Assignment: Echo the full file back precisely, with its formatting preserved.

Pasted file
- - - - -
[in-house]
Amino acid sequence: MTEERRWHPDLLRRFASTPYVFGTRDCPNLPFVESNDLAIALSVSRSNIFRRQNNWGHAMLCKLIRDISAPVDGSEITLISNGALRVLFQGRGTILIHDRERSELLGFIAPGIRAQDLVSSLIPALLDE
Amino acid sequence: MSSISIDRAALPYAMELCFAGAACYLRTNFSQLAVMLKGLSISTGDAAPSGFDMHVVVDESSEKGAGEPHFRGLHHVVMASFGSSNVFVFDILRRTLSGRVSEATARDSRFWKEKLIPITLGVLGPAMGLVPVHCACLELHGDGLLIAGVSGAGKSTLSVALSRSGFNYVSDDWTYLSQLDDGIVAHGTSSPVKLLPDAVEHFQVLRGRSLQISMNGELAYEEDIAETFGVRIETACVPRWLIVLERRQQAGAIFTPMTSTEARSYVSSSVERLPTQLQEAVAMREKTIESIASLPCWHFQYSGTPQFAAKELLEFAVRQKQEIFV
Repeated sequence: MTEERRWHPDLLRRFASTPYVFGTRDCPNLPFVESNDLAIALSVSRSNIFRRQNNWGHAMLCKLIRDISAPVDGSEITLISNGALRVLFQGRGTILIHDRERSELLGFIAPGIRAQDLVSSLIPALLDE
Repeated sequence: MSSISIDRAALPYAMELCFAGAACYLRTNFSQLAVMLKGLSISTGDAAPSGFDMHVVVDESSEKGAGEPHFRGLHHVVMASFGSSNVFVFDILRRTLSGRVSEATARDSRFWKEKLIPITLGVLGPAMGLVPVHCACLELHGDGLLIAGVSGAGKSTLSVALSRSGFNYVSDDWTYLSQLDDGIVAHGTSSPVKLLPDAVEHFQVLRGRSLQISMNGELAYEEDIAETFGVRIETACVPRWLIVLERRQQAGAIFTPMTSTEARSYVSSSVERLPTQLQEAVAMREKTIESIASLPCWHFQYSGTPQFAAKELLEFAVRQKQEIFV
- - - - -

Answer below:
[in-house]
Amino acid sequence: MTEERRWHPDLLRRFASTPYVFGTRDCPNLPFVESNDLAIALSVSRSNIFRRQNNWGHAMLCKLIRDISAPVDGSEITLISNGALRVLFQGRGTILIHDRERSELLGFIAPGIRAQDLVSSLIPALLDE
Amino acid sequence: MSSISIDRAALPYAMELCFAGAACYLRTNFSQLAVMLKGLSISTGDAAPSGFDMHVVVDESSEKGAGEPHFRGLHHVVMASFGSSNVFVFDILRRTLSGRVSEATARDSRFWKEKLIPITLGVLGPAMGLVPVHCACLELHGDGLLIAGVSGAGKSTLSVALSRSGFNYVSDDWTYLSQLDDGIVAHGTSSPVKLLPDAVEHFQVLRGRSLQISMNGELAYEEDIAETFGVRIETACVPRWLIVLERRQQAGAIFTPMTSTEARSYVSSSVERLPTQLQEAVAMREKTIESIASLPCWHFQYSGTPQFAAKELLEFAVRQKQEIFV
Repeated sequence: MTEERRWHPDLLRRFASTPYVFGTRDCPNLPFVESNDLAIALSVSRSNIFRRQNNWGHAMLCKLIRDISAPVDGSEITLISNGALRVLFQGRGTILIHDRERSELLGFIAPGIRAQDLVSSLIPALLDE
Repeated sequence: MSSISIDRAALPYAMELCFAGAACYLRTNFSQLAVMLKGLSISTGDAAPSGFDMHVVVDESSEKGAGEPHFRGLHHVVMASFGSSNVFVFDILRRTLSGRVSEATARDSRFWKEKLIPITLGVLGPAMGLVPVHCACLELHGDGLLIAGVSGAGKSTLSVALSRSGFNYVSDDWTYLSQLDDGIVAHGTSSPVKLLPDAVEHFQVLRGRSLQISMNGELAYEEDIAETFGVRIETACVPRWLIVLERRQQAGAIFTPMTSTEARSYVSSSVERLPTQLQEAVAMREKTIESIASLPCWHFQYSGTPQFAAKELLEFAVRQKQEIFV